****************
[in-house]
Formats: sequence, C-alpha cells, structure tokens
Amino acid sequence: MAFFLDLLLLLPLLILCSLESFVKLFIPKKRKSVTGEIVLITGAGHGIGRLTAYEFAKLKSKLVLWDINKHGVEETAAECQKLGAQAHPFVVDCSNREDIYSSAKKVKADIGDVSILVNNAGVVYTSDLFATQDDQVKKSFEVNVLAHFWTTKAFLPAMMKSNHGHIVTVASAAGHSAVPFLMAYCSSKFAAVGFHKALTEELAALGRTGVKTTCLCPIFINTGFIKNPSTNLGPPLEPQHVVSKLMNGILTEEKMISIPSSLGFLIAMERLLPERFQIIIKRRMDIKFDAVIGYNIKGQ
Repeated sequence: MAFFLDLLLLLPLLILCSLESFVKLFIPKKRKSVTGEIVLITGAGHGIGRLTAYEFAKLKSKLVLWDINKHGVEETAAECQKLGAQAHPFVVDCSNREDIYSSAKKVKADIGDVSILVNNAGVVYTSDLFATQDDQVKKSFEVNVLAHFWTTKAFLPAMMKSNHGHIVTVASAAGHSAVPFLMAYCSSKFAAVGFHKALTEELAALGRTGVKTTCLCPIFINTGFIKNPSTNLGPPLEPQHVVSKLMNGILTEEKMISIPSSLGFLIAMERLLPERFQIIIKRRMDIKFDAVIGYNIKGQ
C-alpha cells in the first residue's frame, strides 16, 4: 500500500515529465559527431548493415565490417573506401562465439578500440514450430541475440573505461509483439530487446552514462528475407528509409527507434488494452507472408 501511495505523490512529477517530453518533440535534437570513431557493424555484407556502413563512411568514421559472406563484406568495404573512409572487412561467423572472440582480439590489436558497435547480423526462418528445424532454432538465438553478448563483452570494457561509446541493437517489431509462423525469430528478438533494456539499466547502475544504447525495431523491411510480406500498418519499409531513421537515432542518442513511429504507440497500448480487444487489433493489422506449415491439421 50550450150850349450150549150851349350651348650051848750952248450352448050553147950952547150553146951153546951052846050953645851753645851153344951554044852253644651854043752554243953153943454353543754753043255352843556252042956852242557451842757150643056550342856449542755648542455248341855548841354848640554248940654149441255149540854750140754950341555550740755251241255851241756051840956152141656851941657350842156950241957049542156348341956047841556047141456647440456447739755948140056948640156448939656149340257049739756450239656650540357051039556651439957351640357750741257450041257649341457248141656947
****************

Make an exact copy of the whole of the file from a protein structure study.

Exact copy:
[in-house]
Formats: sequence, C-alpha cells, structure tokens
Amino acid sequence: MAFFLDLLLLLPLLILCSLESFVKLFIPKKRKSVTGEIVLITGAGHGIGRLTAYEFAKLKSKLVLWDINKHGVEETAAECQKLGAQAHPFVVDCSNREDIYSSAKKVKADIGDVSILVNNAGVVYTSDLFATQDDQVKKSFEVNVLAHFWTTKAFLPAMMKSNHGHIVTVASAAGHSAVPFLMAYCSSKFAAVGFHKALTEELAALGRTGVKTTCLCPIFINTGFIKNPSTNLGPPLEPQHVVSKLMNGILTEEKMISIPSSLGFLIAMERLLPERFQIIIKRRMDIKFDAVIGYNIKGQ
Repeated sequence: MAFFLDLLLLLPLLILCSLESFVKLFIPKKRKSVTGEIVLITGAGHGIGRLTAYEFAKLKSKLVLWDINKHGVEETAAECQKLGAQAHPFVVDCSNREDIYSSAKKVKADIGDVSILVNNAGVVYTSDLFATQDDQVKKSFEVNVLAHFWTTKAFLPAMMKSNHGHIVTVASAAGHSAVPFLMAYCSSKFAAVGFHKALTEELAALGRTGVKTTCLCPIFINTGFIKNPSTNLGPPLEPQHVVSKLMNGILTEEKMISIPSSLGFLIAMERLLPERFQIIIKRRMDIKFDAVIGYNIKGQ
C-alpha cells in the first residue's frame, strides 16, 4: 500500500515529465559527431548493415565490417573506401562465439578500440514450430541475440573505461509483439530487446552514462528475407528509409527507434488494452507472408 501511495505523490512529477517530453518533440535534437570513431557493424555484407556502413563512411568514421559472406563484406568495404573512409572487412561467423572472440582480439590489436558497435547480423526462418528445424532454432538465438553478448563483452570494457561509446541493437517489431509462423525469430528478438533494456539499466547502475544504447525495431523491411510480406500498418519499409531513421537515432542518442513511429504507440497500448480487444487489433493489422506449415491439421 50550450150850349450150549150851349350651348650051848750952248450352448050553147950952547150553146951153546951052846050953645851753645851153344951554044852253644651854043752554243953153943454353543754753043255352843556252042956852242557451842757150643056550342856449542755648542455248341855548841354848640554248940654149441255149540854750140754950341555550740755251241255851241756051840956152141656851941657350842156950241957049542156348341956047841556047141456647440456447739755948140056948640156448939656149340257049739756450239656650540357051039556651439957351640357750741257450041257649341457248141656947